International Women’s Day has always been celebrated on March 8, no big deal there, right? Wrong! Whilst many may have taken this day for granted, there’s more to IWD than meets the eye. International Women’s Day is all about unity, celebration, reflection, struggles, rights advocacy, action and giving women a voice in a male-dominated world.
Indeed, there are several values to note about this important day for celebrating women socially, economically and culturally all over the world, but here are 9 questions that you may have wondered about:
- What gave women a voice?
IWD was born out of turbulence. Women started fighting for their rights back in Feb. 28, 1908 when about 15,000 women marched through New York City demanding shorter hours, better pay, and the right to vote, which was consistent with the industrial revolution that excluded women at that time.
- What was it originally called?
Evolving from the National Woman’s Day (NWD) in accordance with a declaration by the Socialist Party of America, it was originally called International Working Women’s Day (IWWD). Today, it is globally known as the International Women’s Day (IWD)
- How did the rest of the world become involved?
Clara Zetkin, Leader of the ‘Women’s Office’ for the Social Democratic Party in Germany, was the first woman to propose the idea that an International Women’s Day be celebrated every year, in every country, where women can press for their rights at the conference of Socialist Women.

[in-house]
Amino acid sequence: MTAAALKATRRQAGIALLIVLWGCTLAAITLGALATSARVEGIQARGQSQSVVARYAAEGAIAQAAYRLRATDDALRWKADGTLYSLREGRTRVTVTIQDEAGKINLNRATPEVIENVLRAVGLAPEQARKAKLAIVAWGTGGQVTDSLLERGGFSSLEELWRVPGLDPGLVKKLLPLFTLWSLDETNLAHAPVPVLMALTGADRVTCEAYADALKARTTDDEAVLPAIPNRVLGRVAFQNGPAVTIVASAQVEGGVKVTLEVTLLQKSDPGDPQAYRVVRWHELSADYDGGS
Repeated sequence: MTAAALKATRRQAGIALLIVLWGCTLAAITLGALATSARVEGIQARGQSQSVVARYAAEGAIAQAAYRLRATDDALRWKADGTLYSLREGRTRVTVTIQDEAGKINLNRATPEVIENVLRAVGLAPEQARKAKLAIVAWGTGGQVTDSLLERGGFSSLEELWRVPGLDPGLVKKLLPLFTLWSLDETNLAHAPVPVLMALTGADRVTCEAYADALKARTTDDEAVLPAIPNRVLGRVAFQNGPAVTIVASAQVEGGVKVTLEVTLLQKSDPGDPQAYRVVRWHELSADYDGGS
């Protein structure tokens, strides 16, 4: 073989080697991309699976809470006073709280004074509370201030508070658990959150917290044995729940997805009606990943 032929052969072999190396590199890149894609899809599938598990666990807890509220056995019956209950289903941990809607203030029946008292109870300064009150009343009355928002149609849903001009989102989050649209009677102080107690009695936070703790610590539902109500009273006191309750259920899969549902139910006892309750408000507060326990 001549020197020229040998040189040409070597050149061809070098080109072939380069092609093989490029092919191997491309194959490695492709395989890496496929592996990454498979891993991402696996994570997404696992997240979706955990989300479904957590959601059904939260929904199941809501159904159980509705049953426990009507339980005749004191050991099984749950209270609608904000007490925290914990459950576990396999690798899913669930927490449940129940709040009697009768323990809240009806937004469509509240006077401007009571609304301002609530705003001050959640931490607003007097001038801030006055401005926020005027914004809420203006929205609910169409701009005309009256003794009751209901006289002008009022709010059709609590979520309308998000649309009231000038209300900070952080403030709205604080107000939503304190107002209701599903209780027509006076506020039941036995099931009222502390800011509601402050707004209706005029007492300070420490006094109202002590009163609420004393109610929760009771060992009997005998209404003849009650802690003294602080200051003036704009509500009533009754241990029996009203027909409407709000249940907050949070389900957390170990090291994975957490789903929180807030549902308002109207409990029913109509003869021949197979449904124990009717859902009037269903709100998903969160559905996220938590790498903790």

- Why March 8?
March 8 was chosen, to commemorate the women’s equality march for “Bread and Peace” in Petrograd, Russia, in 1913. This sparked the Russian Revolution in 1917.
- When was IWD first celebrated by the UN?
International Women’s Day was celebrated for the first time by the United Nations in 1975.
- Which countries hosted IWD as an event?
The first IWD event held over a 100 years ago in 1911 in Austria, Denmark, Germany and Switzerland.
- What Remarkable Events have taken place since its Inception?
In 2011, the IWD marked a centenary (100 years) since its official take-off in 1911. To commemorate this milestone, President Barack Obama proclaimed March 2011 to be “Women’s History Month”, calling Americans to mark IWD by reflecting on “the extraordinary accomplishments of women” in shaping the country’s history.
The then Secretary of State, Hillary Clinton launched the “100 Women Initiative: Empowering Women and Girls through International Exchanges”. In the United Kingdom, celebrity activist, Annie Lennox also led a terrific march across one of London’s iconic bridges raising awareness in support for global charity Women for Women International.
- How widely accepted is the event?
IWD is now celebrated in more than a 100 countries and is an official holiday in Afghanistan, Armenia, Azerbaijan, Belarus, Burkina Faso, Cambodia, China (for women only), Cuba, Georgia, Guinea-Bissau, Eritrea, Kazakhstan, Kyrgyzstan, Laos, Madagascar (for women only), Moldova, Mongolia, Montenegro, and Nepal (for women only).
- Other women movements the IWD has spiraled into?
IWD is also known as the United Nations (UN) Day for Women’s Rights and International Peace